It is precisely this repeatability by anybody, at any time, as many times as desired, and under perfect control, that physicists prize in their experiments and consider to be the hallmark of "scientific truth." Conversely, if something does not meet these standards, then we refuse to think about it or discuss it, at least not as physics per se. We leave these questions to other disciplines, and we uses the words "hard" vs. "soft" to describe how well a discipline conforms to the scientific ideals of repeatability and control, with physics on the "hard" end of the spectrum. ("Hard" vs. "soft" has nothing to do with how difficult the fields actually are.) For instance, astronomy has the problem that the stars are not under our control and we can not make them repeat their behavior; however if ten astronomers look at the same star at ten different times they will almost certainly see the same thing, which is a sort of repeatability. There is also a statistical repeatability in astronomy: picking a thousand stars at random, you always find roughly the same number of red giants, white dwarfs, Sun-type stars, etc. So astronomy is not as "hard" a science as physics; we can also say that it is a "softer" science than physics, which means the same thing. Going softer, one can speak of sociology, the study of large groups of people. From a scientific point of view this is worse: not only are world's people out of the scientist's control, but their actions, demographics, characteristics, opinions, etc. change from year to year and even day to day. The only sort of repeatability a sociologist can hope for is by running two or more similar measurements/surveys/censuses at roughly the same time. Softer yet would be psychology/psychiatry, where one finds a few things which recur, like the addict's acquired physical dependence on drugs, or oedipal complexes, but these recurring elements occur in a multitude of variations unique to each subject and constitute only a small portion of the overall field of study.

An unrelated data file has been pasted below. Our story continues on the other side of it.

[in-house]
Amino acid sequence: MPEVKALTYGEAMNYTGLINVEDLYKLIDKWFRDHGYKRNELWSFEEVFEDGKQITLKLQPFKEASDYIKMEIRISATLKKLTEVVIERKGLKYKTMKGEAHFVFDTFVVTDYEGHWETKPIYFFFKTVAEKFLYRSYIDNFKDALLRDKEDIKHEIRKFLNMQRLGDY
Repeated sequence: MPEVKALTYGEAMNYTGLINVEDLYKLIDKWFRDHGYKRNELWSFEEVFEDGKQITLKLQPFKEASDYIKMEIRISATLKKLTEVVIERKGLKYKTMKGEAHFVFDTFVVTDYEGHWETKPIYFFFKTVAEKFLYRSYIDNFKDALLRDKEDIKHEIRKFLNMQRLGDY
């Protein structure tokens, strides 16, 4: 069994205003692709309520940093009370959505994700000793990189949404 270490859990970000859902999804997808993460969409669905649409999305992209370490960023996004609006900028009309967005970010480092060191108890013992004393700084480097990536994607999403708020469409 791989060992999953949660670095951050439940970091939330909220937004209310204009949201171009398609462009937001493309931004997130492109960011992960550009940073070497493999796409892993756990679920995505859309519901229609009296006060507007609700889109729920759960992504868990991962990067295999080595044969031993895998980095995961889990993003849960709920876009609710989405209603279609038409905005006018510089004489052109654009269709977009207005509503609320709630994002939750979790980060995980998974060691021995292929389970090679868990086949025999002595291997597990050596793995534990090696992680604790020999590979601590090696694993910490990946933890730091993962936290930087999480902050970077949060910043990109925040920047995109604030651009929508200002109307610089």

Then there are many fields which are not properly science at all. Most of these have their roots decidedly outside of philosophy, and emphasize the practical or functional side of things: law, engineering, the arts, history, accounting, etc. These are often called professions. However there are at least three disciplines which are rooted in philosophy and therefore are not in the same class as the practical professions, but are not science either. One is philosophy itself, which has parted ways from natural philosophy by steering away from experiment. Another discipline is theology, which is rooted in philosophy and does emphasize very careful attention and thought about the world around us, but focuses on unrepeatable aspects of that world, namely persons and what they do, say, and write. If natural philosophy is the philosophy of repeatable things, theology is the philosophy of unrepeatable things, of persons. A third philosophical but non-scientific discipline is mathematics, which concerns certain results which can be reproduced on demand, but which are not part of the physical observable world.
Of course a lot of times there is a secret to repeating something; you have to figure out all the necessary preconditions. Finding out how to make something repeat can be part of hard science. For instance a few years ago someone reported observing a fusion reaction occurring fairly slowly, in smallish laboratory. Previously fusion had been observed only in the sun, thermonuclear bombs, and large experiments involving very large amounts of energy and heat, so the new observation was very exciting. Over the next years many many physicists spent a lot of time trying to make fusion happen in their own labs, using similar equipment. Some report that they found evidence for cold fusion, though their evidence was pretty subtle, the sort that requires very special measurement equipment, quite far from nuclear explosions. However many physicists failed entirely to reproduce cold fusion, and this happened so often that the scientific community as a whole remains sceptical of those who continue to report cold fusion in their labs. So here we see that the question - is cold fusion repeatable on demand? - is a valid question for physics. However as it became clear that many skilled researchers are unable to reproduce the original result, cold fusion moved out of the domain of hard science, and the physics community stopped thinking about it. If someday in the future someone did figure out a recipe for reproducing cold fusion on demand, then suddenly it would become again a physics question.